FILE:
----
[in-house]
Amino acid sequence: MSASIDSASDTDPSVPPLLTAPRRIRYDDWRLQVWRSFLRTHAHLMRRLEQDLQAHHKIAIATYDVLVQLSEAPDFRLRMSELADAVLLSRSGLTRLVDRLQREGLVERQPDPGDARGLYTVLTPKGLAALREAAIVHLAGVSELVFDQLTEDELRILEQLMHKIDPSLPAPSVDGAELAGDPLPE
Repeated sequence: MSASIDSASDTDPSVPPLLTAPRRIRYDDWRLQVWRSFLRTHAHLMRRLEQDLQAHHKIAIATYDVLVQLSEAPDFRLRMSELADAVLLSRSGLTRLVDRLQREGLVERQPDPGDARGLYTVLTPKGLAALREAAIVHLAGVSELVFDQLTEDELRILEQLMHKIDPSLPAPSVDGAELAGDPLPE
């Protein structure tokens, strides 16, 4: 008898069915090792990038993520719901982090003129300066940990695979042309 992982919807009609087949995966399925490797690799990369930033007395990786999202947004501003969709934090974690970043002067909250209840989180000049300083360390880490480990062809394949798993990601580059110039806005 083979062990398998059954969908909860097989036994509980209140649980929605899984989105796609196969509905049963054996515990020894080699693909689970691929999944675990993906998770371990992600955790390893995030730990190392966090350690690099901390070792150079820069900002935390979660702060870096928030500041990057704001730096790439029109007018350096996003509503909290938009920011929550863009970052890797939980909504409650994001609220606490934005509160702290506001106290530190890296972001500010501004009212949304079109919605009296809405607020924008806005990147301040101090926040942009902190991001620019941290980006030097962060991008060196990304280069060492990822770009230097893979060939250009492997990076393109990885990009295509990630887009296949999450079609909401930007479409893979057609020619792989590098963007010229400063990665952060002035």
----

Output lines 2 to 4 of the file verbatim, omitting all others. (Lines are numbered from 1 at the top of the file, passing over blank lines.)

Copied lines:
Amino acid sequence: MSASIDSASDTDPSVPPLLTAPRRIRYDDWRLQVWRSFLRTHAHLMRRLEQDLQAHHKIAIATYDVLVQLSEAPDFRLRMSELADAVLLSRSGLTRLVDRLQREGLVERQPDPGDARGLYTVLTPKGLAALREAAIVHLAGVSELVFDQLTEDELRILEQLMHKIDPSLPAPSVDGAELAGDPLPE
Repeated sequence: MSASIDSASDTDPSVPPLLTAPRRIRYDDWRLQVWRSFLRTHAHLMRRLEQDLQAHHKIAIATYDVLVQLSEAPDFRLRMSELADAVLLSRSGLTRLVDRLQREGLVERQPDPGDARGLYTVLTPKGLAALREAAIVHLAGVSELVFDQLTEDELRILEQLMHKIDPSLPAPSVDGAELAGDPLPE
């Protein structure tokens, strides 16, 4: 008898069915090792990038993520719901982090003129300066940990695979042309 992982919807009609087949995966399925490797690799990369930033007395990786999202947004501003969709934090974690970043002067909250209840989180000049300083360390880490480990062809394949798993990601580059110039806005 083979062990398998059954969908909860097989036994509980209140649980929605899984989105796609196969509905049963054996515990020894080699693909689970691929999944675990993906998770371990992600955790390893995030730990190392966090350690690099901390070792150079820069900002935390979660702060870096928030500041990057704001730096790439029109007018350096996003509503909290938009920011929550863009970052890797939980909504409650994001609220606490934005509160702290506001106290530190890296972001500010501004009212949304079109919605009296809405607020924008806005990147301040101090926040942009902190991001620019941290980006030097962060991008060196990304280069060492990822770009230097893979060939250009492997990076393109990885990009295509990630887009296949999450079609909401930007479409893979057609020619792989590098963007010229400063990665952060002035």